Water is Mother Nature’s elixir of health and beauty. Drinking plenty of water can help you get healthy, lose weight, get a better complexion and feel more energized throughout the day.
Many people neglect the need for water and fail to realize how big of impact water can have on your overall health and weight loss efforts. A recent study revealed that drinking just 2 cups of water before meals can help dieters lose additional 5 pounds every year and help you maintain that steady grow. Imagine if we drank as much water as our body needs? If we drink the right amount of water every day we can boost our metabolism and reduce the urge for overeating because the lack of water causes our body to confuse hunger and thirst. But what is the right amount of water? Does every person needs to drink the same amount or does it vary from person to person? What does this depend on?
We’ll share with you a few tips on how to calculate how much water you need to drink in order to stay healthy and stimulate weight loss.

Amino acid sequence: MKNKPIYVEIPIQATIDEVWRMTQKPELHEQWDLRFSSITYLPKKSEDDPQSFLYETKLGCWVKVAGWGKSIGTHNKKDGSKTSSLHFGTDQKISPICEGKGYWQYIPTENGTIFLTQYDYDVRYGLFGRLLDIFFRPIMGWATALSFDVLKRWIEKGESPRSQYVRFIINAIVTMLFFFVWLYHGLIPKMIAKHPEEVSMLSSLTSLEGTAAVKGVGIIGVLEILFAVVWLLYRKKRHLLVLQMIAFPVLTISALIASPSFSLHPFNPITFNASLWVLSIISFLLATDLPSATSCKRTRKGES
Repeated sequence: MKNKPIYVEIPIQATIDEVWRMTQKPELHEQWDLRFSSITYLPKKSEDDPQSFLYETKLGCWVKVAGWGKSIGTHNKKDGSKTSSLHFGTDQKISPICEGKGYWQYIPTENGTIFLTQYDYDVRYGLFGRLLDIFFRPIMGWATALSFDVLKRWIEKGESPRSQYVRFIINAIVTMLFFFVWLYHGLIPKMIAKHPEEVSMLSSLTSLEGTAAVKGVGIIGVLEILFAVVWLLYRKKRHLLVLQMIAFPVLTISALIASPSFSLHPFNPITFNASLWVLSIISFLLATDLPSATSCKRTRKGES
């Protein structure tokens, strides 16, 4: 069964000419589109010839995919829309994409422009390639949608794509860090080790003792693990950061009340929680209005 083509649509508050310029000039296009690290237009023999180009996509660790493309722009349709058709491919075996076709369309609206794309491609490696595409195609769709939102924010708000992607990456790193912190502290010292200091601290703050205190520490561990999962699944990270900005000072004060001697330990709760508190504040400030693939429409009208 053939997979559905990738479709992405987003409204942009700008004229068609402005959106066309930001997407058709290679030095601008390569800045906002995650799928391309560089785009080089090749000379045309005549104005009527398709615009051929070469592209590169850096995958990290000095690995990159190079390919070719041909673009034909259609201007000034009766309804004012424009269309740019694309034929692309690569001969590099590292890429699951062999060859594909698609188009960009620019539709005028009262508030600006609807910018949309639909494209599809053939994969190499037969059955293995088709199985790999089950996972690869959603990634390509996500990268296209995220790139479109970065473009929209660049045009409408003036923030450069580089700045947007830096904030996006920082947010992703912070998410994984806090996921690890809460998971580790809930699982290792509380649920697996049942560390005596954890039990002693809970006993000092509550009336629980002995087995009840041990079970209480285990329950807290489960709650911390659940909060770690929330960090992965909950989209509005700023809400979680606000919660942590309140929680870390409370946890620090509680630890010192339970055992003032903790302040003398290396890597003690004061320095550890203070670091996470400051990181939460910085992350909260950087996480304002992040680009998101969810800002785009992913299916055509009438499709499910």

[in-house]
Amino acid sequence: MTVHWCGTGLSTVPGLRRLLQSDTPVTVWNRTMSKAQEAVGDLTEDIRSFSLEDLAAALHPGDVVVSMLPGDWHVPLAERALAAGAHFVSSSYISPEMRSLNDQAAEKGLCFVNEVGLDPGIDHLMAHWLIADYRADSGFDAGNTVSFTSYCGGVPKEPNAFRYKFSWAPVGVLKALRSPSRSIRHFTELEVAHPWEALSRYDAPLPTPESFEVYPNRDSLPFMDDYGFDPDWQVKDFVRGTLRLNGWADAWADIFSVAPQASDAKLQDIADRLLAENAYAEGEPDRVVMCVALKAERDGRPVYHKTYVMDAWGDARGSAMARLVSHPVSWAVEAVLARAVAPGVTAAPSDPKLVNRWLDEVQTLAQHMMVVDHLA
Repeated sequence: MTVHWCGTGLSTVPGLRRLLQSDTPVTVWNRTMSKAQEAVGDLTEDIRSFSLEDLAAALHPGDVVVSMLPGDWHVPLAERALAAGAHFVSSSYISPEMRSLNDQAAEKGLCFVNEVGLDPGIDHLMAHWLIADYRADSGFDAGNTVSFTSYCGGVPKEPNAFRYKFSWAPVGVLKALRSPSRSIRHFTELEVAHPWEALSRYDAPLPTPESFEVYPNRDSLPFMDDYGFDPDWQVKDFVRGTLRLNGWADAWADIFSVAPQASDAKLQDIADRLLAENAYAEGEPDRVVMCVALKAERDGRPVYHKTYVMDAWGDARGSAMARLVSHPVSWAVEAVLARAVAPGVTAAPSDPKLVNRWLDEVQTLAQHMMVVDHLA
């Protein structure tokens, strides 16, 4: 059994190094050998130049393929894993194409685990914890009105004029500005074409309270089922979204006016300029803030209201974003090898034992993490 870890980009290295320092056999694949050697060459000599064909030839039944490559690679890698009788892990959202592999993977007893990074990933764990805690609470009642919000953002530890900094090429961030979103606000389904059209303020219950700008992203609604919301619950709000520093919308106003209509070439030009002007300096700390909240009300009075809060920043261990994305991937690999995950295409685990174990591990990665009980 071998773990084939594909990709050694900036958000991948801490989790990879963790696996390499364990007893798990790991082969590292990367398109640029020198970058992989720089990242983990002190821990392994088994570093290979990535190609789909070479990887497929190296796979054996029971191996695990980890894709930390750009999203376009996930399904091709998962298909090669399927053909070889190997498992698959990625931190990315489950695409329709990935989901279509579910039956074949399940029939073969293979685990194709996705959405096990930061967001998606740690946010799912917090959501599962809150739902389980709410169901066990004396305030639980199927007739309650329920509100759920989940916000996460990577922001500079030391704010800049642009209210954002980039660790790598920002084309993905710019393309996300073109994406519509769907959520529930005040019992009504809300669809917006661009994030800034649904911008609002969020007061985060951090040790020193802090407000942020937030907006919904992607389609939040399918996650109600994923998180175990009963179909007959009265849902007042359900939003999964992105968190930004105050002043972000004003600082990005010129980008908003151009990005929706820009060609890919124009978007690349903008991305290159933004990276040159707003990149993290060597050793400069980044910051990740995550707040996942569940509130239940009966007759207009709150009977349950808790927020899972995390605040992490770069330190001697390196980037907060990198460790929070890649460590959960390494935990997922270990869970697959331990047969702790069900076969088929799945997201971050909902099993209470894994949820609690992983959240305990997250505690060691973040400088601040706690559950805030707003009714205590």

- Find out your weight. In order to properly calculate how much water you need to drink daily you must know how much you weigh. Depending on the weight different people need to drink different quantities. It can’t be that a 200 pound man should drink the same amount of water as a 100 pound woman, right?
- Your weight divided in half. Divide your weight by 1/2 to get the result. For instance, if you weigh 170 pounds: 1/2 = 85 ounces. This means that a person who weighs 170 pounds should drink 85 ounces of water every day.
- Activity level. But there’s one more thing, how often do you work out. This is important because when you work out you sweat and expel water in the process, which means you need to compensate for the amount you lost. On average, you need to add 12 ounces of water to your recommended amount for every 30 minutes of exercise. This means that if you’ve worked out for an hour today you’ll need to add 24 ounces of water to your recommended daily amount.
If you’re still not sure about the calculations here’s a chart for recommended daily intake of water for a range of weights. Just don’t forget to compensate on the days you work out.